What does it take to be an “Instructor?”

What does it take to be an “Instructor?”

‘Instructors’ in ep/cp (whatever you want to call it) is some what of a taboo conversation. But as a ‘trainer’ as I prefer to be called, I look for the following (in addition to many other qualities) and please keep in mind this is about a weekly interest so I have to deflect a lot of people interested in instructor positions.

1. Technically and tactically proficient.

This should be a no brainer – you have to know what you are doing. The difficult part is maintaining your proficiency. It takes a constant devotion to the craft. As my Sgt Instructor at OCS said, “Everybody wants to ‘say’ they are a Marine…but most won’t do what it takes be a Marine.”

2. Contemporary experience.

It simply does not matter how they did it 5, 10, 15+ years ago…you may be able to guest speak and share stories but if you are going to teach a topic you need to understand the modern dynamics of the job.

3. Teaching-ability.

Knowing what to do and teaching what to do are two very different things. I want to know you can teach. It is a very specific, rare skill. Experience alone does not make a good instructor. As Ivor Terret said it, “All good instructors are experienced, not all of the experienced are good instructors.”

4. Passion.

Last and most importantly, a strong passion for the job is incredibly important as anything less is insufficient IMO.

To be good at what you do, you need to know the basics really well, have experience applying them, and experienced having learned things the hard way. Also, you need to have experience teaching all while demonstrating that is is not just a job, but a hobby and part of who you are.

Some good links – while they may not seem to apply directly or be titled as such, give them a read and you will see the relevance:

5 Important Training Considerations

Tips for Selecting a Training Provider

Via Joe Autera

The Very First Question Every Newcomer Ought to be Asking

Via Dean Simko

Event Security 101: Tips & Techniques to Increase Security & Safety

Event Security 101: Tips & Techniques to Increase Security & Safety

Event security is an increasingly important aspect of events around the world. Whether your event is a small party, hosted by your principal at their residence or perhaps a rented venue, accurate assessments are vital to applying the most logical, appropriate and effective solution in order to reduce risk, increase security, safety and participation of the patrons for an even greater chance of a successful event. This article is meant to share some basic tips on event security planning.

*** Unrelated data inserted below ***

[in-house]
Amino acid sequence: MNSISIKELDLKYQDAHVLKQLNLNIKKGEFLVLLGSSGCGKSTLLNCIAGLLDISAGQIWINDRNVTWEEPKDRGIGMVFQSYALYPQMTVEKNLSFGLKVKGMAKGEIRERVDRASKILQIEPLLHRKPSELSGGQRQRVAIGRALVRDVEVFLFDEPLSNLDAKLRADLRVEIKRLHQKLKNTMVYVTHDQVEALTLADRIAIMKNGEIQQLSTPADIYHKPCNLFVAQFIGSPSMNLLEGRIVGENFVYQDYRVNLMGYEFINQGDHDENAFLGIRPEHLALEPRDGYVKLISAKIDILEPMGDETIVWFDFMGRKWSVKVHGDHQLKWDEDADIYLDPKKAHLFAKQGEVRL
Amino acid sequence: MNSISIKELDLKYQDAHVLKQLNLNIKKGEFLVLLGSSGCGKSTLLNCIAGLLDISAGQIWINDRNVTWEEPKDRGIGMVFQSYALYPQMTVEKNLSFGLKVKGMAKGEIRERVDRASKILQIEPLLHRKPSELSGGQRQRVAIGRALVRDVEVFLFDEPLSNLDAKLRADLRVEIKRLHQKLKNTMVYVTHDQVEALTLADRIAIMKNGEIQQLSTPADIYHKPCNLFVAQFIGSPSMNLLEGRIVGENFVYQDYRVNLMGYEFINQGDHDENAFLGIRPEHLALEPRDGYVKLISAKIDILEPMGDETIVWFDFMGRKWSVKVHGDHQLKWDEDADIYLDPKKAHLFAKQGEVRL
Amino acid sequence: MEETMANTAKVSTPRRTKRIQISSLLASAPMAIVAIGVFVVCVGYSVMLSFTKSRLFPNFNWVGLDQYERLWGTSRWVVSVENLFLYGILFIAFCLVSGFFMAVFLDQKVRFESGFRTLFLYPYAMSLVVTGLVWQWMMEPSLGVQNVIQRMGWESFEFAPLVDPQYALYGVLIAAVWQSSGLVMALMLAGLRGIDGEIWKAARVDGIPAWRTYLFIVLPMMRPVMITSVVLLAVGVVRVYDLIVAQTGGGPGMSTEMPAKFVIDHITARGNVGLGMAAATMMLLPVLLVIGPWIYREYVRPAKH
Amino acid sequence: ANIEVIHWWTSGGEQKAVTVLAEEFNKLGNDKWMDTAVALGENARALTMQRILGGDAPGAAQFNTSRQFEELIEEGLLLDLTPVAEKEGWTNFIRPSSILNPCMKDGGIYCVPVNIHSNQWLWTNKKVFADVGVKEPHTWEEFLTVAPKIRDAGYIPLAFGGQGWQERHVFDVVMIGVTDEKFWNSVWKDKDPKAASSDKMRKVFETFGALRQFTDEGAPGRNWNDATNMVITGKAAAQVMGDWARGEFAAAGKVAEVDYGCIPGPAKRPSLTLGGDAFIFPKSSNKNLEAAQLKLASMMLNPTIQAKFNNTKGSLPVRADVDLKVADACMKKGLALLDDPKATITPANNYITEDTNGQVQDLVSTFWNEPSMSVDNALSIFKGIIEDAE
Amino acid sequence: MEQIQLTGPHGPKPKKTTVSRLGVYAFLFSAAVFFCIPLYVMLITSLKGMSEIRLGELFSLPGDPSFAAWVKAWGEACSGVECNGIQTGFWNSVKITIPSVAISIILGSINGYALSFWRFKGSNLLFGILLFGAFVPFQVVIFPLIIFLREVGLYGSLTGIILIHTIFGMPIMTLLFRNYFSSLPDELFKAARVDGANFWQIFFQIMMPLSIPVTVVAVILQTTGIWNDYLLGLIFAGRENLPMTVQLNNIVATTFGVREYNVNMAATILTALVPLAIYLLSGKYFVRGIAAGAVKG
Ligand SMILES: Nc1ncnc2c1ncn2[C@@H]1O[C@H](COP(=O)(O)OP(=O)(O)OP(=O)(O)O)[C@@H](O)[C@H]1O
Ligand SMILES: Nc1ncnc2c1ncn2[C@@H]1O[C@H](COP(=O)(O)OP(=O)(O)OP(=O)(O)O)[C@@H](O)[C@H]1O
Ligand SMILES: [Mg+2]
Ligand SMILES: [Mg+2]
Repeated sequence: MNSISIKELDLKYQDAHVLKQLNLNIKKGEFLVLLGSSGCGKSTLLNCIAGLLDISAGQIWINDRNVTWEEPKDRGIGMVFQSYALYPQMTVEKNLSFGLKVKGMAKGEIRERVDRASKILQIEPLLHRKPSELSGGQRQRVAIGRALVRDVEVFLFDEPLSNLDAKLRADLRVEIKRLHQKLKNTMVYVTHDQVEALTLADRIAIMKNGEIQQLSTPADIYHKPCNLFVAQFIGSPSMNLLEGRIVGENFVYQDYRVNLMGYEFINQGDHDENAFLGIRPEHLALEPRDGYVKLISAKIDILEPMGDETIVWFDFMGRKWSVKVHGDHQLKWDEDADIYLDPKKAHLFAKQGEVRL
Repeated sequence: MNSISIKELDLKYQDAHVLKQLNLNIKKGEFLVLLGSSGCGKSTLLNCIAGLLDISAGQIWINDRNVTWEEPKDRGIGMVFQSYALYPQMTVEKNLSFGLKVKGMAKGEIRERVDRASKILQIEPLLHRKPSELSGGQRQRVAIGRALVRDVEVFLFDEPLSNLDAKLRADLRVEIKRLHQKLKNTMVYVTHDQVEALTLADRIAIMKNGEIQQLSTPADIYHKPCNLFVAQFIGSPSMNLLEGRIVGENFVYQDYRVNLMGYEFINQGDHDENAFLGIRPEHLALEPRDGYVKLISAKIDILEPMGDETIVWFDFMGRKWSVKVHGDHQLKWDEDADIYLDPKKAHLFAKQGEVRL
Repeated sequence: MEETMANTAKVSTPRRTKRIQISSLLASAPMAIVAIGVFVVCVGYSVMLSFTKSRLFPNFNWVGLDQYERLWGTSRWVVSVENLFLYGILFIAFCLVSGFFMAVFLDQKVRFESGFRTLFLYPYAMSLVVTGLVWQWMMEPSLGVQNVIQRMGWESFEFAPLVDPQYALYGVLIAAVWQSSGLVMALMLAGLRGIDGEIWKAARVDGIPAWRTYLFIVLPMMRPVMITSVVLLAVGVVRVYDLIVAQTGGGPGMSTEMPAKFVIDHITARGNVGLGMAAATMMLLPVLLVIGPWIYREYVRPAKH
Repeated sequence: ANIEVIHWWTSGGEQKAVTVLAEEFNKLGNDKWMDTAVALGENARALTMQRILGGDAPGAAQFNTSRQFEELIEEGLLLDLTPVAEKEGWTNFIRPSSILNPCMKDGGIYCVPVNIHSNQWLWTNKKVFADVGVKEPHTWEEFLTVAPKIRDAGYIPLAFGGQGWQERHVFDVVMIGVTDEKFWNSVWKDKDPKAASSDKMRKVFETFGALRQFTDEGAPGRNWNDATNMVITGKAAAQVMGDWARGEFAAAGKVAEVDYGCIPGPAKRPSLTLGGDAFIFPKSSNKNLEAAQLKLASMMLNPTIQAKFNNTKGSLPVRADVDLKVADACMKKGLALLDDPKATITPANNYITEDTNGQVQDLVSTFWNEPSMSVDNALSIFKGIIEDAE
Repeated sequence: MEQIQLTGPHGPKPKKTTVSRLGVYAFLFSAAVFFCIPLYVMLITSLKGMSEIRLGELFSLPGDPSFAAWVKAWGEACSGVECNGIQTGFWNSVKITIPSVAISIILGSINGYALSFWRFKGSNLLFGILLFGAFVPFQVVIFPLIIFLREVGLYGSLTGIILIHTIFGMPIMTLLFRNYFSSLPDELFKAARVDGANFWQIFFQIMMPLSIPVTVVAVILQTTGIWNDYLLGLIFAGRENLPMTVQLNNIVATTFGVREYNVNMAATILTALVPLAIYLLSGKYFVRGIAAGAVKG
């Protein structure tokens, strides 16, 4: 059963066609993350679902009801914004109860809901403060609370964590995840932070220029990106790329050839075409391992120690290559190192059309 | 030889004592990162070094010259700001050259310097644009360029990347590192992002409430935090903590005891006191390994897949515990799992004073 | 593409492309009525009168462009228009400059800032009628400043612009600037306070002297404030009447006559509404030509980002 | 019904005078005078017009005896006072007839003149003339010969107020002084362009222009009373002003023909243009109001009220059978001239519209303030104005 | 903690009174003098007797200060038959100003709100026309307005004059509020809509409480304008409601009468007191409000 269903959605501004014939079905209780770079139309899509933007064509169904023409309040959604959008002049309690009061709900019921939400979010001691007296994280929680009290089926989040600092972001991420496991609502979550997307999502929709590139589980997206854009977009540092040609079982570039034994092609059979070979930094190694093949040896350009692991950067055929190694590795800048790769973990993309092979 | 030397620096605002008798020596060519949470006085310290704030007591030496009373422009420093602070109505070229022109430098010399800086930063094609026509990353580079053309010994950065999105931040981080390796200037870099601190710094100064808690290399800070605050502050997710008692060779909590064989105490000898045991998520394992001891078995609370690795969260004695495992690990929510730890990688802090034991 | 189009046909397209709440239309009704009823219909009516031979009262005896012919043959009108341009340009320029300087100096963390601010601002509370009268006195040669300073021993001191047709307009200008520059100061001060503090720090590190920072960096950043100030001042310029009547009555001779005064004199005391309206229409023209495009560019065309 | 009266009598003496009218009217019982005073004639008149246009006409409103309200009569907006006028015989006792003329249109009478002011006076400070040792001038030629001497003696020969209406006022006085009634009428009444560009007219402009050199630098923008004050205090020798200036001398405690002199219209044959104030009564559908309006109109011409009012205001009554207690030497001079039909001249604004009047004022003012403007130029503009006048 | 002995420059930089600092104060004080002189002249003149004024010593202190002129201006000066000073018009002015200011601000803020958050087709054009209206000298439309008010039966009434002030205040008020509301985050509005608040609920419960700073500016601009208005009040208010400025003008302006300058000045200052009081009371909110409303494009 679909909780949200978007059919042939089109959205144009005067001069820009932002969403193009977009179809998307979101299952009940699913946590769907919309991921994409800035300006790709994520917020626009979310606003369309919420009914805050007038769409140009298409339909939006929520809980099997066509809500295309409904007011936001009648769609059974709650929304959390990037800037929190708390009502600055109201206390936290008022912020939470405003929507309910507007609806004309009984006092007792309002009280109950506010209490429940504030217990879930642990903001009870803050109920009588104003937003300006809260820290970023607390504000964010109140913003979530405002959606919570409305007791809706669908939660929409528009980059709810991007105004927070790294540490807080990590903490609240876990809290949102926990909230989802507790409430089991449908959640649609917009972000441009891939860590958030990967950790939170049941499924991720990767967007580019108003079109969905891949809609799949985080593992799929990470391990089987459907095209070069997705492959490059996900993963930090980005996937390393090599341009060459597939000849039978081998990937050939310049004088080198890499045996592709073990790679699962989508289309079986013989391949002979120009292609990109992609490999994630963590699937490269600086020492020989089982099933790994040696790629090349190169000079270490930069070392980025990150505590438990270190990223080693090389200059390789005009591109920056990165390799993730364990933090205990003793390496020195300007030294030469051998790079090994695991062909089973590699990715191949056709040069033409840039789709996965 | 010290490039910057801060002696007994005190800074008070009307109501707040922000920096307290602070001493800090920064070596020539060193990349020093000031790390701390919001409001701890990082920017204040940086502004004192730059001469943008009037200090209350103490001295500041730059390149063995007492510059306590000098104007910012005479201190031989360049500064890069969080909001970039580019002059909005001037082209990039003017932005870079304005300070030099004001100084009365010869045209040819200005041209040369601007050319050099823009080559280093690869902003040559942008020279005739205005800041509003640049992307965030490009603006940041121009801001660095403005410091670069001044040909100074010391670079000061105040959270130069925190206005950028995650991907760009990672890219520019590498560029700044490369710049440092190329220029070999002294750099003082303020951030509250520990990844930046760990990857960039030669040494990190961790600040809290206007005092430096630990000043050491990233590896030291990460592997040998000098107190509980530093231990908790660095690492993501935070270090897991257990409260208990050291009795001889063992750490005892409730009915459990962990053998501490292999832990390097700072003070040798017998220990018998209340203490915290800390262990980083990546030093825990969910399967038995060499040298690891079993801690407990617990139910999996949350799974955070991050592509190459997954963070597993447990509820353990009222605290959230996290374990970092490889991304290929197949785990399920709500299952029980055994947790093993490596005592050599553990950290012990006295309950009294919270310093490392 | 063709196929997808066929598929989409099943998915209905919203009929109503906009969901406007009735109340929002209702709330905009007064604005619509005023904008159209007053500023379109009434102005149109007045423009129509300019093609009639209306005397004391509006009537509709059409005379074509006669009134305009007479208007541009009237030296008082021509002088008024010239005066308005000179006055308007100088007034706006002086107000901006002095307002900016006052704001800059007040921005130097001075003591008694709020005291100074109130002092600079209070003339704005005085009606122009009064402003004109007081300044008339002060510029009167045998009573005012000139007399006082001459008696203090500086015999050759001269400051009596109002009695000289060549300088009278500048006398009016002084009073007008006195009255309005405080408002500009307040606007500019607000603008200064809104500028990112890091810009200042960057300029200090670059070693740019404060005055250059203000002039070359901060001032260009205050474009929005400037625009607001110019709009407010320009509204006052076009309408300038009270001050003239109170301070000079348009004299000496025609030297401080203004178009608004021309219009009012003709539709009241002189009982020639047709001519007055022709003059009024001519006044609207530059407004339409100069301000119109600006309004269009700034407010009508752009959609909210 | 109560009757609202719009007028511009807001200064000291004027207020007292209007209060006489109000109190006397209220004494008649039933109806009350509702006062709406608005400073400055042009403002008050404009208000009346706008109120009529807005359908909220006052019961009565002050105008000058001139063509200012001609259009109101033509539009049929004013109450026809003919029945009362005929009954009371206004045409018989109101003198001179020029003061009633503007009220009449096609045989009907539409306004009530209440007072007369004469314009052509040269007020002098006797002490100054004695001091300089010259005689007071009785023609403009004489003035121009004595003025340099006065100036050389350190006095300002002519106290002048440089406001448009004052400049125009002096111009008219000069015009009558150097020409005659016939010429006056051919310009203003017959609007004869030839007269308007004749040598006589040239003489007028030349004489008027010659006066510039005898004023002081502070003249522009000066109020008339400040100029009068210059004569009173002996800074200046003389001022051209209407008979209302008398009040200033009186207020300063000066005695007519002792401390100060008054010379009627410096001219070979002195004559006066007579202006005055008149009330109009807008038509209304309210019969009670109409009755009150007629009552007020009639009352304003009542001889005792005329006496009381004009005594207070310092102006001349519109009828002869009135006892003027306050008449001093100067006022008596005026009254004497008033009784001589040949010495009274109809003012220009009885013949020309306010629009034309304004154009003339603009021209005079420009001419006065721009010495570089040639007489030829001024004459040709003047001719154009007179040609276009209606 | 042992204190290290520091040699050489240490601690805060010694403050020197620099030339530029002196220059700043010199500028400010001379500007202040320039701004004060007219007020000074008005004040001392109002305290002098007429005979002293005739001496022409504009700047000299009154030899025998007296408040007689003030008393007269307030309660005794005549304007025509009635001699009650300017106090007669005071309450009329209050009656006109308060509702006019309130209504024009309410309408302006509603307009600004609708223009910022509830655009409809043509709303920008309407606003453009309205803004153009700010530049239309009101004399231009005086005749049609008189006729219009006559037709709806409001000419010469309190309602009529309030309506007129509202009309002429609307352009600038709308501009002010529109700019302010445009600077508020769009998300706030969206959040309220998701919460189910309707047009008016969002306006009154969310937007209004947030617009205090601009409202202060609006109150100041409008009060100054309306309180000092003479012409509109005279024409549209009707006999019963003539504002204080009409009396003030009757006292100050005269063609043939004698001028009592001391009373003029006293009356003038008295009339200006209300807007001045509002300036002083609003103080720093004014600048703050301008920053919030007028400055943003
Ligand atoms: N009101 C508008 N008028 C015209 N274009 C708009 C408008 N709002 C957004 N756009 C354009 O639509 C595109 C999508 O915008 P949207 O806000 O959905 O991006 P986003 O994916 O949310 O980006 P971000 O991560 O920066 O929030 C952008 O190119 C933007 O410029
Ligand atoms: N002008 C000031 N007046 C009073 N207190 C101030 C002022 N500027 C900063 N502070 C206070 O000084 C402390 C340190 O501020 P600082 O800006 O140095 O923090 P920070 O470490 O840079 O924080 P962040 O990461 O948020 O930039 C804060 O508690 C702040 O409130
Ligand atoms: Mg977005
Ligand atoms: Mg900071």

Run-Flat Tires: What are they? How Much do they cost? Should I use them?

Run-Flat Tires: What are they? How Much do they cost? Should I use them?

What is a run flat tire?

A run-flat tire is either a pneumatic vehicle tire specifically designed to resist the negative effects of deflation when punctured or the term may also refer to a standard wheel and tire that has a run-flat device affixed, see ‘auxiliary-supported’ below. This enables the vehicle to continue to be driven (at reduced speeds, typically under 55 mph) for limited distances (up to 10 mi depending on the tire/device).

EP Industry Break In Guidance: Lessons Learned Through Experience

EP Industry Break In Guidance: Lessons Learned Through Experience

Breaking into the Executive Protection (EP) industry, putting in work or sometimes you’ve got to pay the bills.

After a successful career as a military member, police officer, and security professional I made a decision to walk away from my position as Assistant Director of Public Safety at a college to enter into the world of executive protection.  Doing EP work had long been a goal of mine and I felt that I was ready and able to make the move.

Protective Operations Training for Today’s World

Protective Operations Training for Today’s World

“Do I need training?” “How much does it cost?” “Who is the ‘best’ provider?” Etc. Etc.

These questions are and always will be rampant throughout the various social media groups as the desire to get into executive protection will always be there. In my opinion, it takes a distinct individual to be successful in protective services, so only the top tier of physical security professionals will survive the jump up to executive protection and there-in lies the problem: the desire is larger than the need. Much like a threat assessment, the fears almost always surpass the reality, (and they should), therefore a pragmatic decision must be made. To mitigate threats, the appropriate level of resources are applied, similarly an appropriate selection must be made regarding employment in this small, niche field.